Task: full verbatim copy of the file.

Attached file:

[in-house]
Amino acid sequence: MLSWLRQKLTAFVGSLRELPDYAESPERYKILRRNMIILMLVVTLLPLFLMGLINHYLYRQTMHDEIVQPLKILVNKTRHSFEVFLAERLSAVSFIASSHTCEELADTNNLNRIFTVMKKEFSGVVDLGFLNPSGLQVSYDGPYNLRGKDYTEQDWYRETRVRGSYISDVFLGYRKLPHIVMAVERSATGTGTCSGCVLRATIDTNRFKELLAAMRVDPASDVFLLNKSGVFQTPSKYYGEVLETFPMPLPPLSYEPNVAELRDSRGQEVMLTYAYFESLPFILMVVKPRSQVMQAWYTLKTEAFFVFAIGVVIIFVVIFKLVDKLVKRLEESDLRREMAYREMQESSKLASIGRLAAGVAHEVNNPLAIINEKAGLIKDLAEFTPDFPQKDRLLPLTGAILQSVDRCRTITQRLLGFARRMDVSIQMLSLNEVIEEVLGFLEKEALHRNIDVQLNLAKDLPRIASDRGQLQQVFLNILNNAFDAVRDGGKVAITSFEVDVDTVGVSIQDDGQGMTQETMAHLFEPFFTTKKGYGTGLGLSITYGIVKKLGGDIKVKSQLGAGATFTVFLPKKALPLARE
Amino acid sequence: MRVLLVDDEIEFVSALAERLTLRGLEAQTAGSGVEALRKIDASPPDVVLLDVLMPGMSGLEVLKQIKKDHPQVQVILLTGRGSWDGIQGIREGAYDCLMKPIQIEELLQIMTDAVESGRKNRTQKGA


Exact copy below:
[in-house]
Amino acid sequence: MLSWLRQKLTAFVGSLRELPDYAESPERYKILRRNMIILMLVVTLLPLFLMGLINHYLYRQTMHDEIVQPLKILVNKTRHSFEVFLAERLSAVSFIASSHTCEELADTNNLNRIFTVMKKEFSGVVDLGFLNPSGLQVSYDGPYNLRGKDYTEQDWYRETRVRGSYISDVFLGYRKLPHIVMAVERSATGTGTCSGCVLRATIDTNRFKELLAAMRVDPASDVFLLNKSGVFQTPSKYYGEVLETFPMPLPPLSYEPNVAELRDSRGQEVMLTYAYFESLPFILMVVKPRSQVMQAWYTLKTEAFFVFAIGVVIIFVVIFKLVDKLVKRLEESDLRREMAYREMQESSKLASIGRLAAGVAHEVNNPLAIINEKAGLIKDLAEFTPDFPQKDRLLPLTGAILQSVDRCRTITQRLLGFARRMDVSIQMLSLNEVIEEVLGFLEKEALHRNIDVQLNLAKDLPRIASDRGQLQQVFLNILNNAFDAVRDGGKVAITSFEVDVDTVGVSIQDDGQGMTQETMAHLFEPFFTTKKGYGTGLGLSITYGIVKKLGGDIKVKSQLGAGATFTVFLPKKALPLARE
Amino acid sequence: MRVLLVDDEIEFVSALAERLTLRGLEAQTAGSGVEALRKIDASPPDVVLLDVLMPGMSGLEVLKQIKKDHPQVQVILLTGRGSWDGIQGIREGAYDCLMKPIQIEELLQIMTDAVESGRKNRTQKGA